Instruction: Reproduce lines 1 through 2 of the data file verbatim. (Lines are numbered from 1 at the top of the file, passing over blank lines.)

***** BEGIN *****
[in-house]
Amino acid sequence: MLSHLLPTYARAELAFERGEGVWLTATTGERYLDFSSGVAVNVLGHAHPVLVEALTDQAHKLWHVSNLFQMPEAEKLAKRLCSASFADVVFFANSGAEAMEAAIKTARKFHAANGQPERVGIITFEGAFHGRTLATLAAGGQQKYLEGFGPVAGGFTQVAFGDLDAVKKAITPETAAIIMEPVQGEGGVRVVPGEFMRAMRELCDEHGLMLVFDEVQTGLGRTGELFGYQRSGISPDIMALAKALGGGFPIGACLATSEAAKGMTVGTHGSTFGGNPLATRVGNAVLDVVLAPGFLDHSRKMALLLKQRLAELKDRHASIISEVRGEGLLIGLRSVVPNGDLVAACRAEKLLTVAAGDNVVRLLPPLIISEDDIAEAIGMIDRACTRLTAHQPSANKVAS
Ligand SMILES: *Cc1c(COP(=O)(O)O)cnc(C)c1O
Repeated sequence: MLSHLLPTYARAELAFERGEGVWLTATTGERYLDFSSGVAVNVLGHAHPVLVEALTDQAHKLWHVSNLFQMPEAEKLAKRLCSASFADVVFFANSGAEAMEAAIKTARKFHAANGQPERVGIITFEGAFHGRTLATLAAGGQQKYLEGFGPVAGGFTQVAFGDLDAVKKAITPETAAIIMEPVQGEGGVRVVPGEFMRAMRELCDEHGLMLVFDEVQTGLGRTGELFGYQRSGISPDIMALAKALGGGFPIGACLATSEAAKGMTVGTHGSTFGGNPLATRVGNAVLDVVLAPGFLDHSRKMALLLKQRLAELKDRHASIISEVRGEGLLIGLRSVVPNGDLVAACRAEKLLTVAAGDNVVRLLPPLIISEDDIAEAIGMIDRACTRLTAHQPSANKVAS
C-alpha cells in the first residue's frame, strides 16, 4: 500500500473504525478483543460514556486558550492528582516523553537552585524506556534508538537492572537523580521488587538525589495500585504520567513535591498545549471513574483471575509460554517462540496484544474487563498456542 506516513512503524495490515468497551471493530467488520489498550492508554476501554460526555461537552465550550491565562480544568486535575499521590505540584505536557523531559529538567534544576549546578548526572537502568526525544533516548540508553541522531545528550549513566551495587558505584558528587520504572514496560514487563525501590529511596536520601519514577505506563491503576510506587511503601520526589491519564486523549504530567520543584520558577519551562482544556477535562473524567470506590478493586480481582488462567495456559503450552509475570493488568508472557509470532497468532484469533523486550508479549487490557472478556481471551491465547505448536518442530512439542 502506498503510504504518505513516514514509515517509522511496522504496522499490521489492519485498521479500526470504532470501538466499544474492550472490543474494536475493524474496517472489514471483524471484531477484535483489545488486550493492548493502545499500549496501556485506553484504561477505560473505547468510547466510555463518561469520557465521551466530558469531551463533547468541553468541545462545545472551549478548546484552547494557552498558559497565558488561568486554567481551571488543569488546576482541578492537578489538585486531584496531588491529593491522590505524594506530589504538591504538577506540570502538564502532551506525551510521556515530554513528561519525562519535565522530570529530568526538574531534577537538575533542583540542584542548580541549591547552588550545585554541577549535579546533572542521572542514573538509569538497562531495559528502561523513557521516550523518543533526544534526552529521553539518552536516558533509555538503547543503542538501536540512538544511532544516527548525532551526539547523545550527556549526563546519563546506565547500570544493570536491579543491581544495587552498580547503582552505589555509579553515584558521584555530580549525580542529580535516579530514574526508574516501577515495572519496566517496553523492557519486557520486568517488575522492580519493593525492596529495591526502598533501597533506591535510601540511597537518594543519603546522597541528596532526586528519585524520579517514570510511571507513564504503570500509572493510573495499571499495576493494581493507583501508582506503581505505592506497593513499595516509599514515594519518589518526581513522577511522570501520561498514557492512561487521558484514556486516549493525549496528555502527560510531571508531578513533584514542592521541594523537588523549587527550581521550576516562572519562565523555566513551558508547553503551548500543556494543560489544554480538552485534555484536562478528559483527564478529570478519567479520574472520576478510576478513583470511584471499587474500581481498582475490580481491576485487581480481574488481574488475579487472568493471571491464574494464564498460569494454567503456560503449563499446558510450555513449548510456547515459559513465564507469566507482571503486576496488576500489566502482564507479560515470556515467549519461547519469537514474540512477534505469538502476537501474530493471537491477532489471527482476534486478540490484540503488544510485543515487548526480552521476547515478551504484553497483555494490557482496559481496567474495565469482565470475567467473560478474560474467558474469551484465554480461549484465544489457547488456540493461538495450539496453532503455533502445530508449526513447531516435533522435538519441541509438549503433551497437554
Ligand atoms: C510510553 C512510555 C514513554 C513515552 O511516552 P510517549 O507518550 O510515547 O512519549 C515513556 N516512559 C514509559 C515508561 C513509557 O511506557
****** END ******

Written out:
[in-house]
Amino acid sequence: MLSHLLPTYARAELAFERGEGVWLTATTGERYLDFSSGVAVNVLGHAHPVLVEALTDQAHKLWHVSNLFQMPEAEKLAKRLCSASFADVVFFANSGAEAMEAAIKTARKFHAANGQPERVGIITFEGAFHGRTLATLAAGGQQKYLEGFGPVAGGFTQVAFGDLDAVKKAITPETAAIIMEPVQGEGGVRVVPGEFMRAMRELCDEHGLMLVFDEVQTGLGRTGELFGYQRSGISPDIMALAKALGGGFPIGACLATSEAAKGMTVGTHGSTFGGNPLATRVGNAVLDVVLAPGFLDHSRKMALLLKQRLAELKDRHASIISEVRGEGLLIGLRSVVPNGDLVAACRAEKLLTVAAGDNVVRLLPPLIISEDDIAEAIGMIDRACTRLTAHQPSANKVAS